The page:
3. Southland Tales (dir. Richard Kelly)
4. There Will Be Blood (dir. Paul Thomas Anderson)
5. Michael Clayton (dir. Tony Gilroy) 
6. No Country For Old Men (dir. Joel and Ethan Coen)
7. I'm Not There (dir., Todd Haynes)
8.  The King of Kong: A Fistful of Quarters (dir. Seth Gordon)
9.  The Assassination of Jesse James by the Coward Robert Ford (dir., Andrew Dominik)
10. Atonement (dir. Joe Wright)

Thursday, June 23, 2016


Director: Sam Mendes
Starring: Daniel Craig, Christoph Waltz, Léa Seydoux, Ben Whishaw, Naomie Harris, Dave Bautista, Andrew Scott, Monica Bellucci, Ralph Fiennes
Running Time: 148 min.
Rating: PG-13

★★★ (out of ★★★★) 

There's always this feeling of excitement accompanying the announcement of the new actor cast as James Bond. Then, after a few films starring this selection, familiarity starts to set in and the conversation inevitably shifts to when he'll be replaced, and who's next. It's little wonder so many actors are reluctant to accept the role, knowing they'll just serve as a placeholder for whomever succeeds them, regardless of the quality of their performance. Anyone taking the part has to know that going in and be comfortable with it, at least for the duration of their run.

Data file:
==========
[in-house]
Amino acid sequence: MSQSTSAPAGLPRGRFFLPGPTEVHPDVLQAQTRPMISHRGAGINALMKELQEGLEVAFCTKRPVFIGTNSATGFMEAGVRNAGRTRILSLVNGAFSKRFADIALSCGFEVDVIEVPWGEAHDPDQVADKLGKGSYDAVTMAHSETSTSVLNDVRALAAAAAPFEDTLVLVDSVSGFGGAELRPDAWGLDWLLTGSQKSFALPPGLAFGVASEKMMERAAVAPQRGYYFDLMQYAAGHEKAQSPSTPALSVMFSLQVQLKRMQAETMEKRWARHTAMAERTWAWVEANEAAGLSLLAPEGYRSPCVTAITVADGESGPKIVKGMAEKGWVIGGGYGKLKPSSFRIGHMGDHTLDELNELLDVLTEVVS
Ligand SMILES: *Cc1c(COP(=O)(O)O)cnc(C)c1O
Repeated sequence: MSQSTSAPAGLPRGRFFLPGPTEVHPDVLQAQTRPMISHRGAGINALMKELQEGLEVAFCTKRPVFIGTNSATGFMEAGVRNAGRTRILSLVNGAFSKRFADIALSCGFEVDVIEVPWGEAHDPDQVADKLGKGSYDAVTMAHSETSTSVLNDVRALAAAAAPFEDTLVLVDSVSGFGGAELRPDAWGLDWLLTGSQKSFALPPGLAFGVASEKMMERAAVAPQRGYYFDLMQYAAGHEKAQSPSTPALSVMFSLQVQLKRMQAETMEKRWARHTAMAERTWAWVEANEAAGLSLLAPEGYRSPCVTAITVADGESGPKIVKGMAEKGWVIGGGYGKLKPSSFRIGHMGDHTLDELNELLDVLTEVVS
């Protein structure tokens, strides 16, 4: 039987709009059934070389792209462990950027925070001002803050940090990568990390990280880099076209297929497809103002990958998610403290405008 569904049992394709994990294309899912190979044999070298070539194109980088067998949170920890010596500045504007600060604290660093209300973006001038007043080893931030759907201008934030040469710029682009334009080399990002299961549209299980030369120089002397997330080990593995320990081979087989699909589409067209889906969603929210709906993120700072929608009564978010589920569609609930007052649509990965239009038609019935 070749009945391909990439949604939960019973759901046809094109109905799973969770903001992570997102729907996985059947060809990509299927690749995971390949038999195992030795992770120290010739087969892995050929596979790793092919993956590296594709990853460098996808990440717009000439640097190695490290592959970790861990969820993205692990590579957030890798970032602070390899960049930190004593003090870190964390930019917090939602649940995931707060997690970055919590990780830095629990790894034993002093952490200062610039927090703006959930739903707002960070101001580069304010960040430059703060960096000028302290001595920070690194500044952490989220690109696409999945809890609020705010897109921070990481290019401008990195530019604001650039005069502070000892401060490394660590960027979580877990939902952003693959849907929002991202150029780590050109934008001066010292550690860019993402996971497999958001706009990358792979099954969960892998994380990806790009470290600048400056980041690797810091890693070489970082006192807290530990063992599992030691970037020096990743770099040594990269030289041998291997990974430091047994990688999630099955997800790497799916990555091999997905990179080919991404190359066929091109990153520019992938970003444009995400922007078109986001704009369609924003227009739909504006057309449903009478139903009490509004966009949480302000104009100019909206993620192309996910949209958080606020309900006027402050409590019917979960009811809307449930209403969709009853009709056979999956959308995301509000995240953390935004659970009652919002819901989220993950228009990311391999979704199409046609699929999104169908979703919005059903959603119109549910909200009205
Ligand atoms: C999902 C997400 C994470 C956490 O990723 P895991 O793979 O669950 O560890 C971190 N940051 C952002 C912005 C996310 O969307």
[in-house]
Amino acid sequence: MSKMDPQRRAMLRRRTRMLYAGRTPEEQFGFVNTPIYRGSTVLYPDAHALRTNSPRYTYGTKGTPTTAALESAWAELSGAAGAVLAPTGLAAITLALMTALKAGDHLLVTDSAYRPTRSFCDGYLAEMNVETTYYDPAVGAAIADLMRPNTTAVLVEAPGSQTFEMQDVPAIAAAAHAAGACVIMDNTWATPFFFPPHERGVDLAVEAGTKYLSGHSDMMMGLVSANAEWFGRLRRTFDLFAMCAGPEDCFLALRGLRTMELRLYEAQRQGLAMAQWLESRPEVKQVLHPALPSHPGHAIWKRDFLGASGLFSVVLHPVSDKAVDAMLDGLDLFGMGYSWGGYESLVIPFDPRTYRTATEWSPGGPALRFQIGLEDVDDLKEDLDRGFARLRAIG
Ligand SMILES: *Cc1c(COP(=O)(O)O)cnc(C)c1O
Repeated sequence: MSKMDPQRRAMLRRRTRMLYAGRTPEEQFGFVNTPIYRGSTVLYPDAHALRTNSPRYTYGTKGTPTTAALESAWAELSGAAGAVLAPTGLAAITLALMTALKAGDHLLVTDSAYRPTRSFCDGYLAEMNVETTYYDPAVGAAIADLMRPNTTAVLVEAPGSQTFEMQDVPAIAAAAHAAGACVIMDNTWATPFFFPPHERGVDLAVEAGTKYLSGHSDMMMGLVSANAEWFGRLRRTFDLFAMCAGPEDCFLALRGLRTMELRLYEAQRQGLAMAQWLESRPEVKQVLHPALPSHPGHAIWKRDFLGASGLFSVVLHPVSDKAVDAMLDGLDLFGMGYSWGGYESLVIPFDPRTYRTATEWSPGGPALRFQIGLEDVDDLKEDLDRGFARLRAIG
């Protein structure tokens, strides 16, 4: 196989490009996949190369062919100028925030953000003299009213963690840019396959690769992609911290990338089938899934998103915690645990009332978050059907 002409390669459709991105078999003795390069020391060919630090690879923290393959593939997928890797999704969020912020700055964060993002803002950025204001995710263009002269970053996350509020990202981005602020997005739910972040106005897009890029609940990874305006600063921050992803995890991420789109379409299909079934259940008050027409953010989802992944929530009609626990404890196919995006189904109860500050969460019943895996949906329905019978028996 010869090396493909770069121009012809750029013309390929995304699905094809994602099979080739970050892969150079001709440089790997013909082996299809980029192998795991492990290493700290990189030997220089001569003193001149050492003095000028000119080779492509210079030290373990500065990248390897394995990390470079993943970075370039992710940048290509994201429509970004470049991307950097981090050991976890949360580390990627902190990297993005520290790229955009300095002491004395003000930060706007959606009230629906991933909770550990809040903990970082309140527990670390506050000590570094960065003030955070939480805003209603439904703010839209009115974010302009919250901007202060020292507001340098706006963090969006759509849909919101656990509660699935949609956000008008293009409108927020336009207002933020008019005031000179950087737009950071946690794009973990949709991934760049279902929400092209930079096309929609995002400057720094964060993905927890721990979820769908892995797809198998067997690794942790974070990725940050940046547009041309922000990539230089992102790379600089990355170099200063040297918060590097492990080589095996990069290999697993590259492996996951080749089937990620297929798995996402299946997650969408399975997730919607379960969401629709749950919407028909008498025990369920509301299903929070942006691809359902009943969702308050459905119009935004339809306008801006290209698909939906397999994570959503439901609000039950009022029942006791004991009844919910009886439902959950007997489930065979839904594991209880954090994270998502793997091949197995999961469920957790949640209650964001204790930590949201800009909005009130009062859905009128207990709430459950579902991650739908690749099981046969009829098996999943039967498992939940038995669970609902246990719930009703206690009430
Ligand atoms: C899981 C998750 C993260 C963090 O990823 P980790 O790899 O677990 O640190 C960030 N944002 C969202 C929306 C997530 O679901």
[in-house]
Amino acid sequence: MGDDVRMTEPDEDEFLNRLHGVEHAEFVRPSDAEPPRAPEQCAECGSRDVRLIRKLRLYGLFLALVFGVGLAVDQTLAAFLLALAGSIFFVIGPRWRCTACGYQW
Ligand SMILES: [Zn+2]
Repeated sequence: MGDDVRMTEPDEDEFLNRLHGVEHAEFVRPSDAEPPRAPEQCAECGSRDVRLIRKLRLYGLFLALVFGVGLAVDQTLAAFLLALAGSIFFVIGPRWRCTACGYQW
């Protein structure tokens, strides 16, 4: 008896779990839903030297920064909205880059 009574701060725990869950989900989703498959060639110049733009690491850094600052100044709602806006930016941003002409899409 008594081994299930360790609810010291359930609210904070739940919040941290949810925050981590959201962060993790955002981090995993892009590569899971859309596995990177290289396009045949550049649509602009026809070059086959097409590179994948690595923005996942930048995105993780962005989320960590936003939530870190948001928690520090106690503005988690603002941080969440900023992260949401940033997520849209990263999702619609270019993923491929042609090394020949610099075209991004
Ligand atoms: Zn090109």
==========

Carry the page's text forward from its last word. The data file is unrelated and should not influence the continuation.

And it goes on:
It now appears we've reached that tipping point with Daniel Craig, once again tremendous in his fourth outing as 007 and the franchise's twenty-fourth film, Spectre. Faced with the unenviable task of not only following up one of the strongest entries in 2012's Skyfall, but remaining engaged and entertaining when (forgive the pun) the writing's on the wall regarding his future as Bond. This is likely it, and he exits having done things with the character few before him can claim, despite being hamstrung by decades-long formula that's loosened a bit thanks to his efforts.

It's true that the films take the shape of the actor playing Bond more than they do the selected director, who is clearly there to carry out a very specific task. Of course, their job is to anonymously serve as a carrier for the Broccoli family's creative vision of the character Ian Fleming created in 1952. It's not a job that goes to a boundary-breaking Quentin Tarantino, but someone who won't rock the boat and is capable of leaving an imprint on the franchise that isn't distinctively their own. It's at once the series' greatest strength and biggest liability. And never has that been more evident than in Spectre, which is quite a bit better than some have made it out to be.